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Everyday ski for Europe

post #1 of 6
Thread Starter 

My current skis are the 186 Lhasa Pow (112mm) and the 185 Praxis Powderboards (136mm reverse/reverse). I'll be living in Grenoble next year, so I'll be leaving my Praxis at home and looking to get a 90-100mm underfoot ski for everyday skiing. I'm 5'11, 140lbs but tend to like stiffer skis. Still, I don't want something that'll be a lot of work to ski.

 

I'm mostly looking for something that will have excellent edge hold in exposed, icy areas and do well at speed through crud. However, since they'll be my everyday skis, the ability to handle groomers and bumps without killing me is also important. 

 

I've spent the last few years learning everything there is to know about fat skis, but I'm kind of clueless about anything under 100mm.

post #2 of 6

Get s.th. shaped like a Völkl Mantra, Blizzard Titan Zeus, Fischer Watea 98, Dynastar Legend 94 ect. and you're all set.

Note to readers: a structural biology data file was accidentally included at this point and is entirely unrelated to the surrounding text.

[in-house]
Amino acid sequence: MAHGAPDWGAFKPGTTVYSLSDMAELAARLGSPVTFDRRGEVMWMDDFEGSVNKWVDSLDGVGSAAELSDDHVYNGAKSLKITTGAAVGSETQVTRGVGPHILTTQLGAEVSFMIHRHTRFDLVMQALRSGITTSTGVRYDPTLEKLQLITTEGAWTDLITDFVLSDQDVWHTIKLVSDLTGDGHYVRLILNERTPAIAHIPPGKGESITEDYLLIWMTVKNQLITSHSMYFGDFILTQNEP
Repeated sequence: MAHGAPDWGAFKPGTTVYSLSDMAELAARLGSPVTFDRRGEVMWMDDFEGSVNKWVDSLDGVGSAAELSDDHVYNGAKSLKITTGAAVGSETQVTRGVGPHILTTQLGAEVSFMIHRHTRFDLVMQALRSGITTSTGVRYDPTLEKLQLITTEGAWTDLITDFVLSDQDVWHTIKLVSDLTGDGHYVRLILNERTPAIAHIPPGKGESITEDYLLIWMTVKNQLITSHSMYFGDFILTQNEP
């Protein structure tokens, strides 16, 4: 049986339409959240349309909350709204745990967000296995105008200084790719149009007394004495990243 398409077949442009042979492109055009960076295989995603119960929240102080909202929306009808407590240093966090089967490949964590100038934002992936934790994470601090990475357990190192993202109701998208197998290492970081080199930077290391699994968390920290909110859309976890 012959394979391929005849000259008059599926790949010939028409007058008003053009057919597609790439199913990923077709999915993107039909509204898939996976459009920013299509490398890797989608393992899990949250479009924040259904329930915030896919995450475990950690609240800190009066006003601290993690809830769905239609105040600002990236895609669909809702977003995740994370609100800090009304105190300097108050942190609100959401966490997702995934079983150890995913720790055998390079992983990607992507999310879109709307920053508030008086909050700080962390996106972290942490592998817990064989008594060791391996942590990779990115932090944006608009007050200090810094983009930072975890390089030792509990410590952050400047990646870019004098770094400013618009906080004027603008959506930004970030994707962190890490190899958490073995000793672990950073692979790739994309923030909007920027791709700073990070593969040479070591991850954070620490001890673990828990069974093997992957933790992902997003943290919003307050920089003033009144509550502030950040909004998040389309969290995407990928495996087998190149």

post #3 of 6
Thread Starter 

I know it's going to be a ski like the ones you've mentioned, but are there actually many distinguishing factors between them?

post #4 of 6
Black Crows? Nice local Indy boards
post #5 of 6
Quote:
Originally Posted by Skeeze View Post

I know it's going to be a ski like the ones you've mentioned, but are there actually many distinguishing factors between them?


I haven't skied all of them so I can't comment on every single feature. But all share a flex on the stiffer side along with torsional rigidity which is what you described you are looking for. For further details you won't get around demoing them - which you can still do once you arrived at this side of the pond.

post #6 of 6

Howdy Skeez....I just spent two years in Europe (mostly France) and gotta say the conditions are often windcrust, blower-pack, wind-buff and old-snow (especially this year..no snow) off the groomed tracks, with the occasional powder day if you watch the weather carefully and have a local guide you ply with beer and wine. I found the most practical all-terrain skis were 90-100mm, cambered underfoot, somewhat stiffer than you might otherwise think if you like speed and power through the crud and odd surface conditions. Of course, keep your powder boards for those special days..and of course, pack a race-carver since carving is still a very popular pastime on-piste when there's no freshies to be found.  I really liked the skis by Kevin Beane at  RipnWud (http://www.ripnwood.com/), and you can check out his skis and talk to him near Chamonix (Ville La Grande).

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